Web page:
Ocean View Christian Academy’s class sizes are also much smaller, so they can give students more one-on-one learning, which helps keep students engaged. “I think the smaller classroom size, in conjunction with the curriculum we use, offers the teachers the ability to challenge students and push them more out of their comfort zones,” says Slenker. “Since the curriculum is a little more advanced than that of public schools, our students are challenged on a deeper level than they would be in a regular classroom.”
Norfolk Academy is an independent, co-educational day school in Norfolk. Chartered in 1728, it is the oldest private school in Virginia and the eighth oldest school in the United States.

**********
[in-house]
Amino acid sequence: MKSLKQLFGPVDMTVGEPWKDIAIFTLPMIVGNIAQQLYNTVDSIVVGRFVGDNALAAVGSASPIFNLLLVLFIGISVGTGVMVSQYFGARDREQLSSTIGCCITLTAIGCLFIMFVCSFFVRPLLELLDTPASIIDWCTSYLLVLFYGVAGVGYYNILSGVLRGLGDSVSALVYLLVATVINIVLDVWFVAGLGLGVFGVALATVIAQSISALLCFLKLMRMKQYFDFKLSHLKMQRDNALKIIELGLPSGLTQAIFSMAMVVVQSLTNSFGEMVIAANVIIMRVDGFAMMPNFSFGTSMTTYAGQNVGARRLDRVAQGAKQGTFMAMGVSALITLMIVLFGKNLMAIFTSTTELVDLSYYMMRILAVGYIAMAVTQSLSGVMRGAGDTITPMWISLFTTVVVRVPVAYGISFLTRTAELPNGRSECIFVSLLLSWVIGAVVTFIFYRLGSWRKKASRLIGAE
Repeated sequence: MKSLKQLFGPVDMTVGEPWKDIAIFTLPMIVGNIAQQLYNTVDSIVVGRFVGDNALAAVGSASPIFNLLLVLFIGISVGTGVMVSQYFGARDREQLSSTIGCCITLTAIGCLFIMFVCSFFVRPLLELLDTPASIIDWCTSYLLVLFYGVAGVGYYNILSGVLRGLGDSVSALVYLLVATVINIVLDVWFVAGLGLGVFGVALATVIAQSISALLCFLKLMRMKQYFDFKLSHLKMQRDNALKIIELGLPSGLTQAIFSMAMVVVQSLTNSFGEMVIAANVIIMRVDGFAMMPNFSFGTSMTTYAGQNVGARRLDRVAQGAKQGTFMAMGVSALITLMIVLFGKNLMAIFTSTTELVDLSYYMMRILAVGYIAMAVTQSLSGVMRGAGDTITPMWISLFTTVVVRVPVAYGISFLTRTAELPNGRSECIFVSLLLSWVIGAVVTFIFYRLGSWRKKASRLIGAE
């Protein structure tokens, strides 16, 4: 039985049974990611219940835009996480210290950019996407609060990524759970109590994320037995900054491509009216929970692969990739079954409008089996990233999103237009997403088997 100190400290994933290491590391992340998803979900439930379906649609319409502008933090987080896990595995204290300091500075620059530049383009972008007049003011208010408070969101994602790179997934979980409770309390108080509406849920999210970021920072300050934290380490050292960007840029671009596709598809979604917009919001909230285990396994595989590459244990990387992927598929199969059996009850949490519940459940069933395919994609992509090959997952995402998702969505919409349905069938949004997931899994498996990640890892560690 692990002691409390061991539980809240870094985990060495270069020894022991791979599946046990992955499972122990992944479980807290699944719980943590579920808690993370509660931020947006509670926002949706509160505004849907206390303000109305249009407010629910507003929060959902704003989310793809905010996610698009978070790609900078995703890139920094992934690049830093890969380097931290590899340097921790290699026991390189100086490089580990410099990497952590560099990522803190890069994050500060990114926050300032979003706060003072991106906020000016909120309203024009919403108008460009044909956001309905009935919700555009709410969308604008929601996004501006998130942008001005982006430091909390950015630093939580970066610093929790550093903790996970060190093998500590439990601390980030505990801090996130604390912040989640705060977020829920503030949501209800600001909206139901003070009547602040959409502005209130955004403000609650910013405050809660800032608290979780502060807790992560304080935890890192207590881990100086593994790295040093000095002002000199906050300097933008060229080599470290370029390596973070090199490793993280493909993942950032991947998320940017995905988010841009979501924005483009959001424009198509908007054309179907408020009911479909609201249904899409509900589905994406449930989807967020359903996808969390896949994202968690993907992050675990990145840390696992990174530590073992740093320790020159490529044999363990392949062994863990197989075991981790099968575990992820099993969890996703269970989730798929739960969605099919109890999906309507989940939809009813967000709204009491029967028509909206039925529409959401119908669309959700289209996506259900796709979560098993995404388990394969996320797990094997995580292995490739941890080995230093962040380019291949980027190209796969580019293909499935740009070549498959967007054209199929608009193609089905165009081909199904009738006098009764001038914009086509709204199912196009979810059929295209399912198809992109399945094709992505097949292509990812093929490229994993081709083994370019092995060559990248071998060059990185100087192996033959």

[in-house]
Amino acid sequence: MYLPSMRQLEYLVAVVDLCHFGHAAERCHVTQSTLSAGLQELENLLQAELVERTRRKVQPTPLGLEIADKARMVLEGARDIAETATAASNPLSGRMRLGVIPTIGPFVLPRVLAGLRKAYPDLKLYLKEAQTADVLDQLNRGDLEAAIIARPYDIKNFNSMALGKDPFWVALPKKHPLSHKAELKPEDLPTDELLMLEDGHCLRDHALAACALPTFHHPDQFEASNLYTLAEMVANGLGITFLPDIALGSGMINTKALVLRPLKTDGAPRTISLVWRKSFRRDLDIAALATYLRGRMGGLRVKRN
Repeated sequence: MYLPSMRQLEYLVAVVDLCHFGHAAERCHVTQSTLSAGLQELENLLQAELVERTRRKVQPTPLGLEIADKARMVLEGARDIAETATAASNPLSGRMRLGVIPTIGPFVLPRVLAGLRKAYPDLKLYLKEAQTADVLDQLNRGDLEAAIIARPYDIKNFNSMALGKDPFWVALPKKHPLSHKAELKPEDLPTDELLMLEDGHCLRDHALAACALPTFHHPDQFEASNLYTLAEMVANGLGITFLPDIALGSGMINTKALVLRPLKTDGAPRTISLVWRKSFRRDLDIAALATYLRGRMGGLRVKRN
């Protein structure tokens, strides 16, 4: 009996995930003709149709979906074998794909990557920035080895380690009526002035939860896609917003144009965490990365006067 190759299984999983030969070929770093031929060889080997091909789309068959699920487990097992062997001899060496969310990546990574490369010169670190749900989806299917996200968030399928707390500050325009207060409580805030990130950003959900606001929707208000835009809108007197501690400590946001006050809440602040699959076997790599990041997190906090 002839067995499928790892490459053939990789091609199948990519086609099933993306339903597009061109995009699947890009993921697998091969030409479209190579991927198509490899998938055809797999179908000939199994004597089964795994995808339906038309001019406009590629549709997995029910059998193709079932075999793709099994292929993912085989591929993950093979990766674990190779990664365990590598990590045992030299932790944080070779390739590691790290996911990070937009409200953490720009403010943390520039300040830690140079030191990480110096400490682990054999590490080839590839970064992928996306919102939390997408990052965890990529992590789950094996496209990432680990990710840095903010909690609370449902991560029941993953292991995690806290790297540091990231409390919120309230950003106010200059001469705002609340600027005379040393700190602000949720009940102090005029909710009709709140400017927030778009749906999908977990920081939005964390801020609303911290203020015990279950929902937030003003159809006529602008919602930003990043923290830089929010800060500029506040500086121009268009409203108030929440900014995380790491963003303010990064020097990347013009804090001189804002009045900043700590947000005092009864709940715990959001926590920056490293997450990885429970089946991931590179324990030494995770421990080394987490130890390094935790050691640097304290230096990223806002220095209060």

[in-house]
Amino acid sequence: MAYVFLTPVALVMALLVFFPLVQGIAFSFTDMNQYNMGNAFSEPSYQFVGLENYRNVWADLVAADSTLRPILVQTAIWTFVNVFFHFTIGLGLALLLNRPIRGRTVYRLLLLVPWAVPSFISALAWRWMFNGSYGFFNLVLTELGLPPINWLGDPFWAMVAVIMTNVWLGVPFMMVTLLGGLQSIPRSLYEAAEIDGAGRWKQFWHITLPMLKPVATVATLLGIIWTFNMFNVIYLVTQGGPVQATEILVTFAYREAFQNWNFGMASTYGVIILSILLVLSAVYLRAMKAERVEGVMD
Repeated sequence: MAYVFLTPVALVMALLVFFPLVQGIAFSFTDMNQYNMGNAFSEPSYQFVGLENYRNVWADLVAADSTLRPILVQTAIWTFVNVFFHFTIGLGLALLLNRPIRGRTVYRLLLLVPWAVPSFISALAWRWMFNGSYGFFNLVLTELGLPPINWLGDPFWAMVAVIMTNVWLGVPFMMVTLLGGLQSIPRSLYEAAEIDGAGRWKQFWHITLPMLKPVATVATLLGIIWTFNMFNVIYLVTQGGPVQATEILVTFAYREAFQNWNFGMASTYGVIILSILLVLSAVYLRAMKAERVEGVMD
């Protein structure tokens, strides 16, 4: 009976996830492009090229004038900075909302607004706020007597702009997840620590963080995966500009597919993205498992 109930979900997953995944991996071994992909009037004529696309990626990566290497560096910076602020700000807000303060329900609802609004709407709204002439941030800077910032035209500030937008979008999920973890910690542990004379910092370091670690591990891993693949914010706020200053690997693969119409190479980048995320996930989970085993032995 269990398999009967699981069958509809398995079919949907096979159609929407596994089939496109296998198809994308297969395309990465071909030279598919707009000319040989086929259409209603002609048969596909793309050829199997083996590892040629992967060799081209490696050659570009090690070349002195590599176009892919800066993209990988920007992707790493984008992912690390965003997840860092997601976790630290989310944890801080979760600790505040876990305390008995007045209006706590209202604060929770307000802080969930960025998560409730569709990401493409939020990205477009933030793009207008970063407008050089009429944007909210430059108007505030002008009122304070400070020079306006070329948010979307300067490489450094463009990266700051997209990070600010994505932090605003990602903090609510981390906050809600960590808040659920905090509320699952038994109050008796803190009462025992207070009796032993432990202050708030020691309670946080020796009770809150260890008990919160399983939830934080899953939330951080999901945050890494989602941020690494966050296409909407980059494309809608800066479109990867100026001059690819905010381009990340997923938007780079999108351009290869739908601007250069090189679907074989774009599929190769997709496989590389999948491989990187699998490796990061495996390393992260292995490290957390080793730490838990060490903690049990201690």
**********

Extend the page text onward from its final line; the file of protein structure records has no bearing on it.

“One of the differences between public and private school curriculums is certainly class size,” says Esther Diskin, director of communications. “As a result, the teachers know the students better and can really focus on teacher/student relationships. We talk a lot about the teacher/coach model here because most of our teachers, when the school day comes to a close, are out on the field coaching athletic teams or leading other extracurricular activities such as public speaking, drama, dance teams and more. Our teachers are working beyond the classroom to develop students and whole people. One of the things that we’ve found is that our teachers know students thoroughly, and they know their talents, attributes and the things they are passionate about. That creates a more enthusiastic, energetic student in the classroom.”